The AI Foundation Model Transparency Act, filed by two lawmakers in the US, aims to make it clear if artificial intelligence (AI) models used copyright data for training.
The Bill, filed by Representatives Anna Eshoo (D-CA) and Don Beyer (D-VA), would direct the US Federal Trade Commission (FTC) to work with the National Institute of Standards and Technology (NIST) to establish rules for reporting training data transparency.
The aim is to direct the Federal Trade Commission to “establish standards for making publicly available information about the training data and algorithms used in artificial intelligence foundation models, and for other purposes,” read the Bill, which needs to be assigned to a committee.
Companies that make foundation models will be required to report sources of training data and how the data is retained during the inference process and describe the limitations or risks of the AI model.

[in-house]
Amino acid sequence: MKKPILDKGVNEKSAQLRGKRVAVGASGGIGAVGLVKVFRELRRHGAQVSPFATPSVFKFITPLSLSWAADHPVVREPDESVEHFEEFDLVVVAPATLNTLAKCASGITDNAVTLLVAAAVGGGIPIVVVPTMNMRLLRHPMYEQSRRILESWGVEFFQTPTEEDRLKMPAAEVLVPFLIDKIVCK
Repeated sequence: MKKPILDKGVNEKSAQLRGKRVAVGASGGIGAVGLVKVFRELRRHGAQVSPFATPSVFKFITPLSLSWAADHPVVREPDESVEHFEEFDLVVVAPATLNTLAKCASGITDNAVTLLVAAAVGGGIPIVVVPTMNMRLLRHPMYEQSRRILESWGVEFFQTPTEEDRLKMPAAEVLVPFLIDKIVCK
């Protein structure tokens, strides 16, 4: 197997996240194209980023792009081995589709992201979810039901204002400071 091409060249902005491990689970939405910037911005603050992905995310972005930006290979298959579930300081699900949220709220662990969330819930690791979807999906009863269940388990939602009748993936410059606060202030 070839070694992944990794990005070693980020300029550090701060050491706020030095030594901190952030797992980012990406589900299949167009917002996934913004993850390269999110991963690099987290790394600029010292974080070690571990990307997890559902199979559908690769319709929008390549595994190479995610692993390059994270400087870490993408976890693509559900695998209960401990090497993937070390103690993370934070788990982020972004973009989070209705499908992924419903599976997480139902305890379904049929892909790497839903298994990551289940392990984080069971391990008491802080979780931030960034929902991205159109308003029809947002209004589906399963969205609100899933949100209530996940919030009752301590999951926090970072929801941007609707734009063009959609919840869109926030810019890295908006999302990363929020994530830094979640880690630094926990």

AI developers must report efforts to “red team” the model to prevent it from providing “inaccurate or harmful information” around medical or health-related questions, biological synthesis, cybersecurity, elections, policing, financial loan decisions, education, employment decisions, public services, and vulnerable populations such as children.
“With the increase in public access to artificial intelligence, there has been an increase in lawsuits and public concerns about copyright infringement,” the Bill read.
“Public use of foundation models has led to countless instances of the public being presented with inaccurate, imprecise, or biased information,” it added.